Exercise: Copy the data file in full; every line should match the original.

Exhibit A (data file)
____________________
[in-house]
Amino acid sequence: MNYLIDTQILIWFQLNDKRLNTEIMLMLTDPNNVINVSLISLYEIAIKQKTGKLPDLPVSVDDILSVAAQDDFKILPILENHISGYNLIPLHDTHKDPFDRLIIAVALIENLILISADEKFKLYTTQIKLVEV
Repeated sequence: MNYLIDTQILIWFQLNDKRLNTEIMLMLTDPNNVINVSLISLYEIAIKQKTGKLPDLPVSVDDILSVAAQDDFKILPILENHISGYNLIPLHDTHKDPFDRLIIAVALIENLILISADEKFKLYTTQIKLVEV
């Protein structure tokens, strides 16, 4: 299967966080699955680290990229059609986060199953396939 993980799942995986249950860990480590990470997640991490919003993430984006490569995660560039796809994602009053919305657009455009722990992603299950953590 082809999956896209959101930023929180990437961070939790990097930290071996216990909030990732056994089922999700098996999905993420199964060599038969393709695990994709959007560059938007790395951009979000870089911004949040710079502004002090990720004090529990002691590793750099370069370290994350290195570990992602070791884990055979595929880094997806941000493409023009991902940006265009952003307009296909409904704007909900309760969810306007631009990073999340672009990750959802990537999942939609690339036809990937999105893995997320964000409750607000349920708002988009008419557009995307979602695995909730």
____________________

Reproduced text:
[in-house]
Amino acid sequence: MNYLIDTQILIWFQLNDKRLNTEIMLMLTDPNNVINVSLISLYEIAIKQKTGKLPDLPVSVDDILSVAAQDDFKILPILENHISGYNLIPLHDTHKDPFDRLIIAVALIENLILISADEKFKLYTTQIKLVEV
Repeated sequence: MNYLIDTQILIWFQLNDKRLNTEIMLMLTDPNNVINVSLISLYEIAIKQKTGKLPDLPVSVDDILSVAAQDDFKILPILENHISGYNLIPLHDTHKDPFDRLIIAVALIENLILISADEKFKLYTTQIKLVEV
């Protein structure tokens, strides 16, 4: 299967966080699955680290990229059609986060199953396939 993980799942995986249950860990480590990470997640991490919003993430984006490569995660560039796809994602009053919305657009455009722990992603299950953590 082809999956896209959101930023929180990437961070939790990097930290071996216990909030990732056994089922999700098996999905993420199964060599038969393709695990994709959007560059938007790395951009979000870089911004949040710079502004002090990720004090529990002691590793750099370069370290994350290195570990992602070791884990055979595929880094997806941000493409023009991902940006265009952003307009296909409904704007909900309760969810306007631009990073999340672009990750959802990537999942939609690339036809990937999105893995997320964000409750607000349920708002988009008419557009995307979602695995909730």